Correlation between the MRI findings and prognosis has been the focus of several investigators [9, 28, 32, 3436]. Mohanty et al. [35] showed significant negative correlations () between the length of MRI changes in the spinal cord and the recovery rate (−0.026) as well as the final motor score (−0.042). There was a significant negative correlation between the length of prevertebral hyperintensity in MRI and AIS at the time of presentation (), final follow-up (), and the rate of recovery (). Authors reported that SCIWORA cases with normal MRI findings and spinal cord edema showed a higher mean recovery rate at two years after the injury ( and , resp.). The rates of recovery in patients with MRI findings of cord contusion and cord swelling were the lowest among the groups ( and , resp.), and the differences in recovery rates between different spinal cord changes were statistically significant (). Supporting these results, Boese et al. [34] showed that the mean improvement of AIS grade in SCIWORA patients with no MRI abnormalities was higher compared to those with detectable MRI abnormalities (1.5 versus 0.9, resp.). These authors also noted that all the patients who required surgical decompression were presented with simultaneous extra- and intraneural MRI findings.

Although long-term prognosis (over two years) of SCIWORA patients has not been studied extensively in large patient groups, expecting further improvement in neurological status after the first two years may not be realistic. However, worsening in the long-term due to recurrent injuries and/or development of deformities has been reported by several authors [40, 42]. Bosch et al. [40] had 21 patients with recurrent SCIWORA; of those, 20 were older than eight years of age at the time of initial injury. Furthermore, recurrences occurred up to three years after the initial event. The majority of recurrences happened during sports activities, and this may explain the higher recurrence rate among children over eight years of age. Yalcin et al. [42] reported four patients who developed progressive neuromuscular scoliosis due to SCIWORA. Spinal deformities were first noticed at a mean of 17 months after the initial injury that led to surgical interventions at a mean of 6.5 years.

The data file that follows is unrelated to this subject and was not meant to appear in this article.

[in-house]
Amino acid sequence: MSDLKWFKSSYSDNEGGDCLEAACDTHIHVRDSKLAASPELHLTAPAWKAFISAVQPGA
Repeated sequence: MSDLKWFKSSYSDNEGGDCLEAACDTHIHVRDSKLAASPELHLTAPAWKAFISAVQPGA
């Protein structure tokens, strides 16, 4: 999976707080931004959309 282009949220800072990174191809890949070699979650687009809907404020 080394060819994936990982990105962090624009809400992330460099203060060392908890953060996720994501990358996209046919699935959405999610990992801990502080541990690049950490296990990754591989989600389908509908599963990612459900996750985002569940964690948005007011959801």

7. Summary

SCIWORA is a syndrome that defines posttraumatic SCI in patients with neurological findings without any evidence of fractures or malalignment in plain X-rays and CT. This condition is more commonly seen in the pediatric age group, with a predilection for the cervical spine. Proposed mechanisms of injury include hyperflexion, hyperextension, and parenchymal cord damage resulting from edema or vascular injury that can occur as a result of sports injuries, falls, and motor vehicle collisions. Diagnostic evaluation starts with a detailed history and physical examination, followed by plain X-rays and CT. SSEPs can be done selectively; dynamic imaging does not provide any additional information and has been dropped from the diagnostic algorithm in SCIWORA. With its superior ability to reveal soft tissue pathologies and prognostic value, MRI is accepted as the imaging modality of choice in patients diagnosed with SCIWORA. Nonsurgical treatment with cervical brace or collar for a minimum of three months and restriction of high-risk activities for six months is the mainstay of treatment. Steroid therapy has not proven to be effective in SCIWORA patients. Based on evidence from studies in patients with SCI in general, it can improve the outcomes if started within eight hours of injury and continued for 48 hours. Surgical treatment should be reserved for patients with clear MRI evidence of extraneural findings including spinal cord compression, ligamentous injury, and instability, along with worsening or not-improving neurological findings. Prognosis of SCIWORA depends on the initial neurological deficit and extent of spinal cord injury as evidenced by MRI. Although neurological improvement in patients with complete neurological deficit at initial presentation is highly unlikely, most patients with incomplete neurological injury show improvement. Even so, permanent disabilities and deformities in the long-term are among the complications encountered by SCIWORA patients.

Conflicts of Interest

The authors declare that they have no conflicts of interest.